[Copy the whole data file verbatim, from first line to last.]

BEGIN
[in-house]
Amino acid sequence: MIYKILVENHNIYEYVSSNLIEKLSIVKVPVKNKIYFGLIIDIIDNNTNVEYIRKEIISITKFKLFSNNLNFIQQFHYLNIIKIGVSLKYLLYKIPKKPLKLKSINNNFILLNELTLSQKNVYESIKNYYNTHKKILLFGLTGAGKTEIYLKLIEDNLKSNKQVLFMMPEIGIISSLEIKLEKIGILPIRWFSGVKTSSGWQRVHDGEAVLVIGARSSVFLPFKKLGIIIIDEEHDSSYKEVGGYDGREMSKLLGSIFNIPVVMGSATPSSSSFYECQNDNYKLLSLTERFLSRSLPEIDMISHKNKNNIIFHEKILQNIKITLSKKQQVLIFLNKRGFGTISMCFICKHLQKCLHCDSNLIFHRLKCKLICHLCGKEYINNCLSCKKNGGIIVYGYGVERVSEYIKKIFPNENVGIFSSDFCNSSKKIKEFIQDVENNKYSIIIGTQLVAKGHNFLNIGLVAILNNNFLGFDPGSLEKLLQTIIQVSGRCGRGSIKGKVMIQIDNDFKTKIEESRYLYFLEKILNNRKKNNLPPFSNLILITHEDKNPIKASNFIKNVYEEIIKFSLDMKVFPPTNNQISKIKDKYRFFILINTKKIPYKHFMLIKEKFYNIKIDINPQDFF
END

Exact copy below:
[in-house]
Amino acid sequence: MIYKILVENHNIYEYVSSNLIEKLSIVKVPVKNKIYFGLIIDIIDNNTNVEYIRKEIISITKFKLFSNNLNFIQQFHYLNIIKIGVSLKYLLYKIPKKPLKLKSINNNFILLNELTLSQKNVYESIKNYYNTHKKILLFGLTGAGKTEIYLKLIEDNLKSNKQVLFMMPEIGIISSLEIKLEKIGILPIRWFSGVKTSSGWQRVHDGEAVLVIGARSSVFLPFKKLGIIIIDEEHDSSYKEVGGYDGREMSKLLGSIFNIPVVMGSATPSSSSFYECQNDNYKLLSLTERFLSRSLPEIDMISHKNKNNIIFHEKILQNIKITLSKKQQVLIFLNKRGFGTISMCFICKHLQKCLHCDSNLIFHRLKCKLICHLCGKEYINNCLSCKKNGGIIVYGYGVERVSEYIKKIFPNENVGIFSSDFCNSSKKIKEFIQDVENNKYSIIIGTQLVAKGHNFLNIGLVAILNNNFLGFDPGSLEKLLQTIIQVSGRCGRGSIKGKVMIQIDNDFKTKIEESRYLYFLEKILNNRKKNNLPPFSNLILITHEDKNPIKASNFIKNVYEEIIKFSLDMKVFPPTNNQISKIKDKYRFFILINTKKIPYKHFMLIKEKFYNIKIDINPQDFF